Linux winning as Oracle database platform of choice

Cheaper Linux threatens to topple Unix next year. Solaris 10 is also in decline.

Consolidating disparate databases for easier management as well as moving to Linux to save money are among the top issues for Oracle database users, according to a recent survey of members of the Independent Oracle Users Group (IOUG).

Members say their top prorities are migrating to the latest Oracle 10g database, consolidating servers and moving to a service oriented architecture (SOA). The results were released earlier this month, in advance of the annual IOUG meeting, Collaborate 2006. Approximately half of the respondents are database administrators, a fifth are from the development and architecture community, and 13% are IT managers or executives.

While commercial Unix still dominates as the platform for Oracle databases and applications, Linux is expected to become the leading platform by next year, with 44% of respondents expecting to run Linux. That would surpass the proportion running Sun Solaris OS, which is expected to drop next year, despite Sun’s open-sourcing of Solaris 10 in 2005. Oracle has supported Linux since 1999.

Oracle still has more users on Windows than on Linux, although numbers are dropping. Some 60% of respondents run a database on Windows, a figure expected to fall to 48% by next year. Windows 2000 is the most popular platform, followed by Windows Server 2003.

Heterogeneous environments dominate, with only 7% of respondents running pure Oracle shops. A significant insight from the survey was that 70% of respondents also run Microsoft’s SQL Server, up from 41% who did so in a 2001 survey.

More than half also run Microsoft Access, and more than a quarter run IBM’s DB2, up from 18% who said they did so in 2001.

MySQL, the fast-growing open-source database, is used by a quarter of Oracle users, mostly as a front-end caching database to support external queries, the survey found.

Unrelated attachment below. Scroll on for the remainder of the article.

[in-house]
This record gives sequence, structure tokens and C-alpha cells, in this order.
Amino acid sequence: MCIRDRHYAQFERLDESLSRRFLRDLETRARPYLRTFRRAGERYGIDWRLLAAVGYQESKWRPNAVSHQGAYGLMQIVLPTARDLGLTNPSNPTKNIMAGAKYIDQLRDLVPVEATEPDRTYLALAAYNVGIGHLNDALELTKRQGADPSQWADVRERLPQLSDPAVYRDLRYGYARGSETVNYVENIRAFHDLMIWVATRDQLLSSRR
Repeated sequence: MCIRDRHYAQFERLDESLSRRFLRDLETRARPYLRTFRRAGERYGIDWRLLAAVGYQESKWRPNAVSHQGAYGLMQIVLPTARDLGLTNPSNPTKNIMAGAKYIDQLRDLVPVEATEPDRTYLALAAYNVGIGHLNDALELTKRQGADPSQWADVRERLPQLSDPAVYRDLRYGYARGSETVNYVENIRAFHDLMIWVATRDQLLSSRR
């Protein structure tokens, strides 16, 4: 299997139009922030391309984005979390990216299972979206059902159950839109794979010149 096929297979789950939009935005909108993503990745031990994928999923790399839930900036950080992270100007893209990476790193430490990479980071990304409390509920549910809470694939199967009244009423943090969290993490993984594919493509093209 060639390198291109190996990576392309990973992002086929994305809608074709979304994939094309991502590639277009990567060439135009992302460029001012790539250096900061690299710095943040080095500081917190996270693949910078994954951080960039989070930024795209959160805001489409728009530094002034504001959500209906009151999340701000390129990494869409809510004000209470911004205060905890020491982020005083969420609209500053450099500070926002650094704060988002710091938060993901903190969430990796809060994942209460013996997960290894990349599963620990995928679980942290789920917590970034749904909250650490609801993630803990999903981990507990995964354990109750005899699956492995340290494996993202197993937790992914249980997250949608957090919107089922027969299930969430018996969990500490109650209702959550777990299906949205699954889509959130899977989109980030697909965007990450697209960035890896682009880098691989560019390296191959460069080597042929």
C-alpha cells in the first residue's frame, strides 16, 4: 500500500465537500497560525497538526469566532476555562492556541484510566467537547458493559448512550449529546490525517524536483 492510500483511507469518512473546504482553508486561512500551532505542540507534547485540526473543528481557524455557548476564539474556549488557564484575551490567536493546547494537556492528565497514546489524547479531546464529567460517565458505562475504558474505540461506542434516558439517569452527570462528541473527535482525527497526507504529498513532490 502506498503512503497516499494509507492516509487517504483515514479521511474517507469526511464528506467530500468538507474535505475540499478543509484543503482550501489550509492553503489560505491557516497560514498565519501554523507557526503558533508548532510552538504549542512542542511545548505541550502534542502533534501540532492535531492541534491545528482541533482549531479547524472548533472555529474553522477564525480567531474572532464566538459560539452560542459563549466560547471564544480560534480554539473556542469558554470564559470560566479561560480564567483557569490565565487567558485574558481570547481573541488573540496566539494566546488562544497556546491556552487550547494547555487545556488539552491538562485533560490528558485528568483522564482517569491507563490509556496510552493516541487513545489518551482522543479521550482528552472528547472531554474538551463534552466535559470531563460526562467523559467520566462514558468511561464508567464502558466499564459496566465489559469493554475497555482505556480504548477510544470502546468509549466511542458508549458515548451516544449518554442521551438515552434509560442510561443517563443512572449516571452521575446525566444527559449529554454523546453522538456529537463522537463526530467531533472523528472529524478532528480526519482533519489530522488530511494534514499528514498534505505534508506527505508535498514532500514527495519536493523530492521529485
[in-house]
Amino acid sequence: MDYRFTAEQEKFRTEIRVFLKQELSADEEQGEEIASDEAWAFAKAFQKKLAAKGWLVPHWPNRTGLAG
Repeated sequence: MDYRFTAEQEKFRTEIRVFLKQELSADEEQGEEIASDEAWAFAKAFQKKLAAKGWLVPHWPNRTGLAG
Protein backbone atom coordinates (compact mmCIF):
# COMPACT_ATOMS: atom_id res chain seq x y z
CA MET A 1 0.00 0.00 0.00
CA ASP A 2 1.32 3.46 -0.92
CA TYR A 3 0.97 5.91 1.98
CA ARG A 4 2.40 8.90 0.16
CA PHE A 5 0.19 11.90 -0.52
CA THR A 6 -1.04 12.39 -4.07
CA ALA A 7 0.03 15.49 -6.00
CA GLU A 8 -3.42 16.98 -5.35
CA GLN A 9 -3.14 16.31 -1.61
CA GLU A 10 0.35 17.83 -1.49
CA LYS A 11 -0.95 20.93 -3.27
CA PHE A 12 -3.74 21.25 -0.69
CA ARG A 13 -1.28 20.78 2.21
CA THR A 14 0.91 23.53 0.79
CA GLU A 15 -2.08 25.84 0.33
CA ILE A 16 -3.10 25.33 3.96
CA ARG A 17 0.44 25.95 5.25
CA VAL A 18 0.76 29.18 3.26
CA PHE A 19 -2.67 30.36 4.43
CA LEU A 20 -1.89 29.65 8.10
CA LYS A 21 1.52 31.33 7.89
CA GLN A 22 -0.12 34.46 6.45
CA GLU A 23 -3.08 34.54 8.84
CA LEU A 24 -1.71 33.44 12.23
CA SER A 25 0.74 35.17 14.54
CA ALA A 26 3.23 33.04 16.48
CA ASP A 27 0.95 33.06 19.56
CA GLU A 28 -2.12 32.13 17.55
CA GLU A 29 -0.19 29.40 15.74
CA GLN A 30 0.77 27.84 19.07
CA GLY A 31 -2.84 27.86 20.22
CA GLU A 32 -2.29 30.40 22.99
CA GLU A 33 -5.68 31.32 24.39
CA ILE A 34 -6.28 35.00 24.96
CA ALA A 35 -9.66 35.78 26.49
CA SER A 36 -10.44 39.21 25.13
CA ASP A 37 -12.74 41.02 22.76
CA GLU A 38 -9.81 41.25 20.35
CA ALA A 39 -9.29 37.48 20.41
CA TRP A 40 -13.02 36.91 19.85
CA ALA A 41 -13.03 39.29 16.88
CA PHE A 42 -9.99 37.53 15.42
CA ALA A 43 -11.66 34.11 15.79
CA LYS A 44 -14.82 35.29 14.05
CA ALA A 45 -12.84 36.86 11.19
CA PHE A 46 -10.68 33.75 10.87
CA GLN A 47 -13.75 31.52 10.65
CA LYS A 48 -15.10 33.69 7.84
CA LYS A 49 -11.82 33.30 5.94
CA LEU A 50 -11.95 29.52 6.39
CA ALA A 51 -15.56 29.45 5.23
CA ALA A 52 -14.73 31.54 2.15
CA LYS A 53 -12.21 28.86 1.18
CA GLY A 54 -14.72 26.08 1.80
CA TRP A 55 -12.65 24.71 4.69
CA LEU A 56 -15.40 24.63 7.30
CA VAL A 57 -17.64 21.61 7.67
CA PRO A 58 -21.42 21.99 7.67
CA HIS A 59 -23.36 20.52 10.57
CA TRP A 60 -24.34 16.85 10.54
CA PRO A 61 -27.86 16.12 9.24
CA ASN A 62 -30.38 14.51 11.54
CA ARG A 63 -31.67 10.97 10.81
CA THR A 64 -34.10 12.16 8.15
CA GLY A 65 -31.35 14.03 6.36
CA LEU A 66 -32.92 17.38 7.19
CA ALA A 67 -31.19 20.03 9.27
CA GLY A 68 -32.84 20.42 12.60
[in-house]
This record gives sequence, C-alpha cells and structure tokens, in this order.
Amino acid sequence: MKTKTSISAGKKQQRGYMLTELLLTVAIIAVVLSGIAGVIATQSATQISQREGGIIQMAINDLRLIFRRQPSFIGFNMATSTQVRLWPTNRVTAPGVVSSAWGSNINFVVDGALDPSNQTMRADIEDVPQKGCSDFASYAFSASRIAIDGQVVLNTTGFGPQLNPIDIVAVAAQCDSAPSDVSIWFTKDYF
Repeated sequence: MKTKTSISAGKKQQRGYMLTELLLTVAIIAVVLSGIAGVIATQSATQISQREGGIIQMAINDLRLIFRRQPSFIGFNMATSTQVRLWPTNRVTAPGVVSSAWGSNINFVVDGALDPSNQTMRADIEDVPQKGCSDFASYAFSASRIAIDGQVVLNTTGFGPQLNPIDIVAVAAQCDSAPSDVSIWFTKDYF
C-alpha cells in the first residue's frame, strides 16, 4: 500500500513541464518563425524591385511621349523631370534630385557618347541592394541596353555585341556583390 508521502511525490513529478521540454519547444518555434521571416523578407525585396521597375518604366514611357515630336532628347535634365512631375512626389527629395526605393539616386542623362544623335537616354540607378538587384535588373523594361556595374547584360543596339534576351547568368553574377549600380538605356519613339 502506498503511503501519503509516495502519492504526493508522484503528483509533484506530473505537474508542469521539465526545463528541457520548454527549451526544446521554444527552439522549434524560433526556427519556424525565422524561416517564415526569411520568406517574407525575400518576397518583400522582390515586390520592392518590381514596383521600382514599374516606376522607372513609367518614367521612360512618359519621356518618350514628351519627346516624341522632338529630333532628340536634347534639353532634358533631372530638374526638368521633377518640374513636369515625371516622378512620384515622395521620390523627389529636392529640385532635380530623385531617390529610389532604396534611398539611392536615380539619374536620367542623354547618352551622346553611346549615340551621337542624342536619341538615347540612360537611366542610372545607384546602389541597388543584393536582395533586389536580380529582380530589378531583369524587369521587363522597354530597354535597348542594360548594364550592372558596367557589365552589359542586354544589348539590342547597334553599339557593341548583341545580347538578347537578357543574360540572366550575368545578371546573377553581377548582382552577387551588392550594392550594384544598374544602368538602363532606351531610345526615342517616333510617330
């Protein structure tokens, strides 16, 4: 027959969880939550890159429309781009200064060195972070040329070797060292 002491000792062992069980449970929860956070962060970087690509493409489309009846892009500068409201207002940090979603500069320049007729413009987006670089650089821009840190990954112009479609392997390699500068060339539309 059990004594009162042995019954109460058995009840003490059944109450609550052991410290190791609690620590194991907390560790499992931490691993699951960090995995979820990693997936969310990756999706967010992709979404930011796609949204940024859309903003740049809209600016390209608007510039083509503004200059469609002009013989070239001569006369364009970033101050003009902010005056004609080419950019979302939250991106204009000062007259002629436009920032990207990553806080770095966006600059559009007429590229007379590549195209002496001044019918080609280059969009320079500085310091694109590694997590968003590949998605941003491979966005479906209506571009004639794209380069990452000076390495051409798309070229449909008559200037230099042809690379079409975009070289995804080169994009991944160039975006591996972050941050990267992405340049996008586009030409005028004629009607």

Not only are environments heterogeneous, they’re also scattered. Almost half of users reported that they run more than 20 Oracle databases at their sites. The median database is 50GB in size, and one in four is larger than 1TB.

The expected migration of Oracle 9i, the five-year-old database still widely used by respondents, to Oracle 10g over the next year will give many users the chance to consolidate. Implementing grids and clusters is much easier in Oracle 10g, Kaplan says. (The g in 10g stands for grid.)

The largest segment of Oracle shops (41%) use Oracle Development Suite to develop applications. But two environments are gaining ground: Oracle Application Express, formerly HTML DB, which has grown “from zero to 12%” in one year, Kaplan says, and Microsoft Visual Studio, which is used by a fifth of survey respondents. IBM WebSphere and the open-source Eclipse toolkit are also gaining popularity, while older toolkits such as PowerBuilder, ColdFusion, Borland and NetBeans are losing steam.

The SQL and PL/SQL languages are each still used by about three-quarters of respondents. Java is used by about four in every ten respondents, followed by Perl, Visual Basic and C/C++.

PeopleSoft (23%), Oracle (20%) and SAP (19%) are the most popular enterprise application suites for Oracle database users. Open source ERP and CRM systems (16%) and custom-developed systems (12%) are catching up, though, the survey shows.

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